Abstract 400: Blood Pressure Effect Of Aldosterone Increased With Age
Aldosterone often plays a central role in the regulation of blood pressure (BP) by acting on the distal nephron to promote sodium and water retention. As people age, levels of aldosterone and renin tend to decrease. It is unclear how these changes affect BP. To investigate, we examined the temporal changes in plasma aldosterone concentration (PAC) and plasma renin activity (PRA) in a cohort of healthy blacks and whites (ages: 7 - 38 years). We examined the relationship between PAC and BP at different ages. Our data showed that while blacks on average had lower PRA levels than whites at any given age (p<0.0001), PRA decreased with age (p<0.0001) in both race groups. PAC also decreased with age (p<0.0001) but decline was faster whites. Aldosterone-renin ratio (ARR), on the other hand, increased with age in both race groups. PAC effects on SBP in blacks and whites were estimated and presented graphically (Figure 1). The figure showed that aldosterone effect on BP increased with age in blacks and whites (p<0.008); but at any given age, the BP effect of PAC was greater in blacks than in whites, and this racial difference became more pronounced with an increase in age. In conclusion, BP becomes more sensitive to aldosterone with age. An accumulated sodium load with volume expansion may sensitize BP to even small increment of aldosterone. Blacks appear to be especially vulnerable to such an increased level of sensitivity.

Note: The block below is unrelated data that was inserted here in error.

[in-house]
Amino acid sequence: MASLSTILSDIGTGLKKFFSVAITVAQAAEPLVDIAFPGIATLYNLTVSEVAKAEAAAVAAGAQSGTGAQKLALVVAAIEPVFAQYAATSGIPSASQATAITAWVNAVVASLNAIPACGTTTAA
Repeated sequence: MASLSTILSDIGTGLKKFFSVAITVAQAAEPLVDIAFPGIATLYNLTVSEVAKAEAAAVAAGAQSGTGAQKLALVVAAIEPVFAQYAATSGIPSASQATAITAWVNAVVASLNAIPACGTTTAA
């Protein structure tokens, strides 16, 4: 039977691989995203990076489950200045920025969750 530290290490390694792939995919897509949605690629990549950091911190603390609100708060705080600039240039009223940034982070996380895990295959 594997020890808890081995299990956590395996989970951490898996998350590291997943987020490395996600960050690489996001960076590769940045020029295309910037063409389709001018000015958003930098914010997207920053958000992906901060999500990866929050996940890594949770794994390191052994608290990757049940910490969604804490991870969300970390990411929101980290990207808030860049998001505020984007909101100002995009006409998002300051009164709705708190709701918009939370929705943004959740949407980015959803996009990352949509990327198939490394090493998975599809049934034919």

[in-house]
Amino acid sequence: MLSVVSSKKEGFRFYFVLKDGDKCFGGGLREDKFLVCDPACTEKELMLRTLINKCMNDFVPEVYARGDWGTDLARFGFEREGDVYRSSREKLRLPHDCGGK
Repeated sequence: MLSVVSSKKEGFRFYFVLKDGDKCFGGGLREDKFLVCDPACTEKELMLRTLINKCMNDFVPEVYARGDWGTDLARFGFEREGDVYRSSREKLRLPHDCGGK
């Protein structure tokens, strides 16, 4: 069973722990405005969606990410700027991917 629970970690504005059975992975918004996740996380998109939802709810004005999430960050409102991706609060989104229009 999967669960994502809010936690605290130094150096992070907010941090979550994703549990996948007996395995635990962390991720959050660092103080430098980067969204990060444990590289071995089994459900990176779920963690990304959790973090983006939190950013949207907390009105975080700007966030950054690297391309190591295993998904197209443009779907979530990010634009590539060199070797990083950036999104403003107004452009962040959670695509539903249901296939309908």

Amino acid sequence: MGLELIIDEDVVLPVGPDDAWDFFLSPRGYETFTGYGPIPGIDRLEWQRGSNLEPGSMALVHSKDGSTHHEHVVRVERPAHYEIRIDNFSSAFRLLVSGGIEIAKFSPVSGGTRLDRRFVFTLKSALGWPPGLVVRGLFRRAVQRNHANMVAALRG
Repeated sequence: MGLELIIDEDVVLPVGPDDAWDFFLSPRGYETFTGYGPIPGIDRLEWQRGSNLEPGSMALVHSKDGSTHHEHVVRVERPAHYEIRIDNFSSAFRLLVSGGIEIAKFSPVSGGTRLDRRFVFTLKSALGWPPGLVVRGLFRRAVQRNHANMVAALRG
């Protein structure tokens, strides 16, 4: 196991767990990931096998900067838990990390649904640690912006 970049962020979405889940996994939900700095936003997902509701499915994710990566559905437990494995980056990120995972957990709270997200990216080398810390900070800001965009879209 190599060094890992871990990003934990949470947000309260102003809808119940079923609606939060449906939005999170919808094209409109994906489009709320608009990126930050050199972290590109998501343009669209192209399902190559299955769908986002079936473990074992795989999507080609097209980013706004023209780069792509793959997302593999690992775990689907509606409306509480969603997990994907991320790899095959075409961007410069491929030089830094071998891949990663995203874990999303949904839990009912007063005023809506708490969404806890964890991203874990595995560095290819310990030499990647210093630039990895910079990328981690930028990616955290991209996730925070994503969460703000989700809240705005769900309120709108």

Author Disclosures: W. Tu: None. G. Eckert: None. T. Hannon: None. J. Pratt: None.
- © 2014 by American Heart Association, Inc.